(Kill Rock Stars)
Let's put the yecch! in sex.
Le Tigre's Feminist Sweepstakes boasted right off the bat that "for the ladies and the fags, yeah, we're the band with the roller-skate jams," but evidently K. Hanna 3.0 didn't secure the critical, butt-nekkid, peanut butter-smeared, ejaculate-engrossed niche of the roller-skate jamming lady and fag bloc. Hence, Gravy Train and their four towering exclamation phalli. Inspired by "'80s rap bitches," the aggressively synthetic three-girls-and-a-guy troupe has unloaded Tracy & the Plastics' hopscotch drum machinations, Princess Superstar's nasty suburban sexcapades, and Har Mar Superstar's flatulent, ironic excess into a used condom, shaken vigorously, and now invites us to sample the, um, cocktail. For the first half of the barely 24-minute Doctor, Train's junk in the trunk is curiously unstoppablehow does belching "Let me see those titties bounce, let me see those titties shake" over a haywire merry-go-round breakbeat equal a choral refrain on par with, like, Revolver? On "Double Decker Supreme," frontwoman Chunx boasts of improprieties in a Burger King (ࠬa Humpty Hump), to which frontman Hunx retorts, "That ain't shit compared to what I done. I once jacked off in a hot dog bun." The Gravy Train!!!! experience is not unlike the sensation of devouring said confection: fluffy, white, kinky, salty, um . . . definitely not for everyone, but nothing wrong with experimenting. ANDREW BONAZELLI
Gravy Train!!!! play Double Trouble at 9 p.m. Fri., April 18. $6
Although unaffected by age, love still bites for Brit pop-punks.
With some stateside independent labels acting as a clearinghouse for the grand old men of punk and indie rock, their rosters are beginning to look like the lineup for an old-timers gig. But new records from the Soft Boys and Frank Black have shown that while there may be snow on the rooftop (insert your own quip about Black's chrome dome), there can also be plenty of fire left in the belly. To that end, the new self-titled release from U.K. punk vets the Buzzcocks is one loud, snotty, and consistently melodic blitzkrieg bop of an album, delivering a dozen scorchers in just over 30 minutes. The snappy "Jerk" opens the album not with creaky bones and graying-at-the-temples riffs, but with a purposeful and contrite Pete Shelley pouring his heart out over hacksaw guitars and the loud thwack of Phil Barker's drums. Shelly's brain-rattling "Friends" has a healthy dose of bubblegum to go with its requisite piss and vinegar, bringing to mind some of the Ramones' finest moments. And Steve Diggle tosses a couple of gems into the mix like "Sick City Sometimes" and "Certain Move" for good measure. This is a much more vital effort than anyonequite possibly the Buzzcocks themselvescould've hoped for. PATRICK BERKERY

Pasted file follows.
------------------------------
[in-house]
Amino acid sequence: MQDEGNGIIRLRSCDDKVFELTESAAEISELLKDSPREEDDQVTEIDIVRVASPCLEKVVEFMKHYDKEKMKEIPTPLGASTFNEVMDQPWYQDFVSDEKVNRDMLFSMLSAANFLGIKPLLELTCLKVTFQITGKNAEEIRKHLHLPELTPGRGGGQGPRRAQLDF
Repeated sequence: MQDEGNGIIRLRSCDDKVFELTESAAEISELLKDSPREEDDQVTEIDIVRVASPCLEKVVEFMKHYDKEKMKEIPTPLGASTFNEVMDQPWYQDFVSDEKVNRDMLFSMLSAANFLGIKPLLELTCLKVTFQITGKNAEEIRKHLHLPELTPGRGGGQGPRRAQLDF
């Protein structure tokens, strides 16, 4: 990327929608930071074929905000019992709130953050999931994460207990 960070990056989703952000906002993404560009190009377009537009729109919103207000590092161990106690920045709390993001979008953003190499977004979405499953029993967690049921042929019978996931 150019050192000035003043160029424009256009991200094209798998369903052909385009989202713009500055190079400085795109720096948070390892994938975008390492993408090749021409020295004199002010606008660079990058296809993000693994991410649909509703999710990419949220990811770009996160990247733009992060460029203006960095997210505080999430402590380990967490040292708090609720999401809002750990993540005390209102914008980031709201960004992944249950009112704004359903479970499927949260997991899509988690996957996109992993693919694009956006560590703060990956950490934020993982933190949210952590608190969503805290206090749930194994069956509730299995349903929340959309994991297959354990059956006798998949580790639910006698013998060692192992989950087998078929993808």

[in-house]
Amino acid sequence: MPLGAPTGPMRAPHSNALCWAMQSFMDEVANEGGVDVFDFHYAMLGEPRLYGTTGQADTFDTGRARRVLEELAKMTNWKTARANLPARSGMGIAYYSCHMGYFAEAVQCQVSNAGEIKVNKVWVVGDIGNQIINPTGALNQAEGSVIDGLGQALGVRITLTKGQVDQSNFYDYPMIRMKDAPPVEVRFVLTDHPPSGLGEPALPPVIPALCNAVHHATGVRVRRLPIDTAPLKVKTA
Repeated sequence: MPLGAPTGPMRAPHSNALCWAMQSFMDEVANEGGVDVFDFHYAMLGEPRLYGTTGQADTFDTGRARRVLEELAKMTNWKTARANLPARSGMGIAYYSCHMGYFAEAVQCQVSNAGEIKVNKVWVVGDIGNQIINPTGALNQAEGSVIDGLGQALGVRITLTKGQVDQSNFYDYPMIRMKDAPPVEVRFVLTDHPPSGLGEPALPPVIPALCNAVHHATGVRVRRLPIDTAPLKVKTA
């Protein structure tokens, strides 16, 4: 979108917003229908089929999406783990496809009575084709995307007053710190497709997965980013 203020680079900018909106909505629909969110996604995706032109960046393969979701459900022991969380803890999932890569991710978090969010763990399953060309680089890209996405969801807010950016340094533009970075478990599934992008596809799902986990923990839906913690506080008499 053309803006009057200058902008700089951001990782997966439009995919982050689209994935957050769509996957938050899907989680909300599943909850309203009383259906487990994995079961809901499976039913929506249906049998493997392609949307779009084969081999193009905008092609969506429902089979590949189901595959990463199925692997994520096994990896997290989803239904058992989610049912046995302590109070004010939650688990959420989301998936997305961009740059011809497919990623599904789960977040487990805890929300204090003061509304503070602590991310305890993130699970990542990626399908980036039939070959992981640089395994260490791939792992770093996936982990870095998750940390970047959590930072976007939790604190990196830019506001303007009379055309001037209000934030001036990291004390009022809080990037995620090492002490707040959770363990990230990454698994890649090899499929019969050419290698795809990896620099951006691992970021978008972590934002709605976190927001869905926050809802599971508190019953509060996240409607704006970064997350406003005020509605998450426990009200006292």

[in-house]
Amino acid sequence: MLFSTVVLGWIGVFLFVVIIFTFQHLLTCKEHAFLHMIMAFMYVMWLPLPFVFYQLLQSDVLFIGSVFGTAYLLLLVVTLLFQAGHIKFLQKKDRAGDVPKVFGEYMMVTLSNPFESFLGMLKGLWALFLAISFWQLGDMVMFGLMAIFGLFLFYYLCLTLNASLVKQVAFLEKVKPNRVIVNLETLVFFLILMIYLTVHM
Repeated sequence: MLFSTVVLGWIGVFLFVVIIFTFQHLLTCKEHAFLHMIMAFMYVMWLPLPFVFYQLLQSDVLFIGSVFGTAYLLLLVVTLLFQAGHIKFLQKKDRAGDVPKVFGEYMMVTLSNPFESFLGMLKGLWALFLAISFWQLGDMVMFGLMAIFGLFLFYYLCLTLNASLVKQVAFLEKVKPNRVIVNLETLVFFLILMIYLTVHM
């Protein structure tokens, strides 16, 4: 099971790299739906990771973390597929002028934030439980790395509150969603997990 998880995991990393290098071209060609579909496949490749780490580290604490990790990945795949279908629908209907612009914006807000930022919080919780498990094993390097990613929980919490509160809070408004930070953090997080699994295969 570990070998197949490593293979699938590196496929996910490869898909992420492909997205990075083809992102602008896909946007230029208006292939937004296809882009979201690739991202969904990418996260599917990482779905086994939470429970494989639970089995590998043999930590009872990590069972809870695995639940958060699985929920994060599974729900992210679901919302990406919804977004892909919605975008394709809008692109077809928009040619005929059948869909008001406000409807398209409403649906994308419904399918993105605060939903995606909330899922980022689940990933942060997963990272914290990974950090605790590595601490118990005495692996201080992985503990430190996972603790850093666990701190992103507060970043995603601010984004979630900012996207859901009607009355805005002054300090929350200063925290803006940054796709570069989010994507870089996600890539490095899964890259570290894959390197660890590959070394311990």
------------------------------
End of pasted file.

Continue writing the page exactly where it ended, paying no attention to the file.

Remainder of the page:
Antimatter vs. Antimatter
Recycle. Reuse. Remix.
I haven't decided if I like this guy Antimatter (also known as mixture 151) because of his remixes of early sound pioneer Iannis Xenakis or if I hate him for them. For the moment I can shelve my inner arguments, because this time around at least, Antimatter is basically remixing himselfhence the album's title. Culling from his own collection of spliced sounds and fragmentary movements, the Bay Area sound artist has basically taken what could have been a best-of collection and turned it into a study of self-editing. The 17 songs on this debut full-length butt into each other like cars in a freeway pileup. The dull (as in shineless, not boring) heft of "Low Pass" lumbers steadily for four minutes and then, in the next instant, "Auxiliary" catches you with its spin-cycle beats and relentless loop. The beats, rhythms, and colors that stutter forth from most of Antimatter's remixed eclectica are often nearer in scope and vision to modern laptop/dance-floor composers than history's musique concrete masterminds (or, for that matter, the experimental Krautrockers of the '70s), but his collages subscribe to neither genre completely he's able to appeal to industrialists, intellectuals, and tweakers alike. "Rangefinder" even begins with guitar strumming, and "Gilded Pallor" features the operatic wanderings of a female soprano, so almost no one is left out. Antimatter's smartly chosen influences are as evident as his ingenuity, and, to his credit, they fit together seamlessly without overshadowing his sounds. LAURA CASSIDY